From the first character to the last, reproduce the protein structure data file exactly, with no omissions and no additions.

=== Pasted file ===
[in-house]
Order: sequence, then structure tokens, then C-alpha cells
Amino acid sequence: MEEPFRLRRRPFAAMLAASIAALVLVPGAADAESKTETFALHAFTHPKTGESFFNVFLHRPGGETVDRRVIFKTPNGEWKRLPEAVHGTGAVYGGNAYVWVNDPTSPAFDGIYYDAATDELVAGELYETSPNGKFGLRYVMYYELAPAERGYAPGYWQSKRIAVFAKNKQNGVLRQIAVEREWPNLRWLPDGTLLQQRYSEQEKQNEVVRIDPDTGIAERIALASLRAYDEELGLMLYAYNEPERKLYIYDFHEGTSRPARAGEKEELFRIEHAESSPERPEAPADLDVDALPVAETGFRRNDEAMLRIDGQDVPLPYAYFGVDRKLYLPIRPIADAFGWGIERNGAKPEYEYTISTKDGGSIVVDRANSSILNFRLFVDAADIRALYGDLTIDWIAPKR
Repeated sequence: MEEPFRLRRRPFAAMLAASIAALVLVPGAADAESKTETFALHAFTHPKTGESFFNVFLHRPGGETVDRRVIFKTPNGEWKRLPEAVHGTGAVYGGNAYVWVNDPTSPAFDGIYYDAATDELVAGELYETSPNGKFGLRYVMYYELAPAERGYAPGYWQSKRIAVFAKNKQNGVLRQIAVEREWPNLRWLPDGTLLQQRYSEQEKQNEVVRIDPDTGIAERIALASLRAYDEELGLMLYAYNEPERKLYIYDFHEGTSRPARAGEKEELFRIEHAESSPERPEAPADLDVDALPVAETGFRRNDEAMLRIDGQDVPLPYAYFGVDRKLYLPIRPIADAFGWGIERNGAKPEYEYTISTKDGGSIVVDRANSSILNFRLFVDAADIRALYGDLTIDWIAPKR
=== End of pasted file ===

[in-house]
Order: sequence, then structure tokens, then C-alpha cells
Amino acid sequence: MEEPFRLRRRPFAAMLAASIAALVLVPGAADAESKTETFALHAFTHPKTGESFFNVFLHRPGGETVDRRVIFKTPNGEWKRLPEAVHGTGAVYGGNAYVWVNDPTSPAFDGIYYDAATDELVAGELYETSPNGKFGLRYVMYYELAPAERGYAPGYWQSKRIAVFAKNKQNGVLRQIAVEREWPNLRWLPDGTLLQQRYSEQEKQNEVVRIDPDTGIAERIALASLRAYDEELGLMLYAYNEPERKLYIYDFHEGTSRPARAGEKEELFRIEHAESSPERPEAPADLDVDALPVAETGFRRNDEAMLRIDGQDVPLPYAYFGVDRKLYLPIRPIADAFGWGIERNGAKPEYEYTISTKDGGSIVVDRANSSILNFRLFVDAADIRALYGDLTIDWIAPKR
Repeated sequence: MEEPFRLRRRPFAAMLAASIAALVLVPGAADAESKTETFALHAFTHPKTGESFFNVFLHRPGGETVDRRVIFKTPNGEWKRLPEAVHGTGAVYGGNAYVWVNDPTSPAFDGIYYDAATDELVAGELYETSPNGKFGLRYVMYYELAPAERGYAPGYWQSKRIAVFAKNKQNGVLRQIAVEREWPNLRWLPDGTLLQQRYSEQEKQNEVVRIDPDTGIAERIALASLRAYDEELGLMLYAYNEPERKLYIYDFHEGTSRPARAGEKEELFRIEHAESSPERPEAPADLDVDALPVAETGFRRNDEAMLRIDGQDVPLPYAYFGVDRKLYLPIRPIADAFGWGIERNGAKPEYEYTISTKDGGSIVVDRANSSILNFRLFVDAADIRALYGDLTIDWIAPKR